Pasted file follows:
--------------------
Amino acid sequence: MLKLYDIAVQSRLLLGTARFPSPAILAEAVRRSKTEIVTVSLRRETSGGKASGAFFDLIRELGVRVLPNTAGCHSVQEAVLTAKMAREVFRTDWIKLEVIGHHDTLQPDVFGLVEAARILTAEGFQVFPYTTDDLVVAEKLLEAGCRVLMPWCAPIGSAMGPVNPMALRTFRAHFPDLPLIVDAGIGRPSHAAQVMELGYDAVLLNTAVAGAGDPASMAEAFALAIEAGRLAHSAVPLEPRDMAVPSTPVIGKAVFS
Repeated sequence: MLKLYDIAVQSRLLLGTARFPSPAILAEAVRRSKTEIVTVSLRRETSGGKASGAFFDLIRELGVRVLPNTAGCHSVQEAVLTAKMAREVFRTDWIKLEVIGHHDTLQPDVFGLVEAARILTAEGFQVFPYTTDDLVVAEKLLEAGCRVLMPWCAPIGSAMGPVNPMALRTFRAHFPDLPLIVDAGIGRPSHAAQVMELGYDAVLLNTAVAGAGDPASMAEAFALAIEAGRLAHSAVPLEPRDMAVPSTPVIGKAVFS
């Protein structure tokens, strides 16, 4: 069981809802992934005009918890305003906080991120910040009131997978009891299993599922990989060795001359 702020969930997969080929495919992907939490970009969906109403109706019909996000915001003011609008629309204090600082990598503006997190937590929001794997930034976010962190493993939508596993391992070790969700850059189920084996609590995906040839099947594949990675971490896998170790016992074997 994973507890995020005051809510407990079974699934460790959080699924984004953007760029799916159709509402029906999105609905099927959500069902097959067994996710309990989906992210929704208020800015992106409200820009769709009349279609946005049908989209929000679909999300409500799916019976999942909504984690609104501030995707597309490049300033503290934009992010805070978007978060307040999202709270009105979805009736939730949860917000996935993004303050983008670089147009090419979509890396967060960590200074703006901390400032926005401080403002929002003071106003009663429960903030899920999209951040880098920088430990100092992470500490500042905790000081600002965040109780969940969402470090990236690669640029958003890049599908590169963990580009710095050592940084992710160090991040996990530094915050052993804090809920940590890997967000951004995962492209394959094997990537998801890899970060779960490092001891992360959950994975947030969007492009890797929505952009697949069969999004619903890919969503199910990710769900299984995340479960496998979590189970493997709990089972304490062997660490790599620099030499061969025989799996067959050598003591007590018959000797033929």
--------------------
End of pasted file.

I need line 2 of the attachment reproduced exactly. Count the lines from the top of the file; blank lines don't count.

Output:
Repeated sequence: MLKLYDIAVQSRLLLGTARFPSPAILAEAVRRSKTEIVTVSLRRETSGGKASGAFFDLIRELGVRVLPNTAGCHSVQEAVLTAKMAREVFRTDWIKLEVIGHHDTLQPDVFGLVEAARILTAEGFQVFPYTTDDLVVAEKLLEAGCRVLMPWCAPIGSAMGPVNPMALRTFRAHFPDLPLIVDAGIGRPSHAAQVMELGYDAVLLNTAVAGAGDPASMAEAFALAIEAGRLAHSAVPLEPRDMAVPSTPVIGKAVFS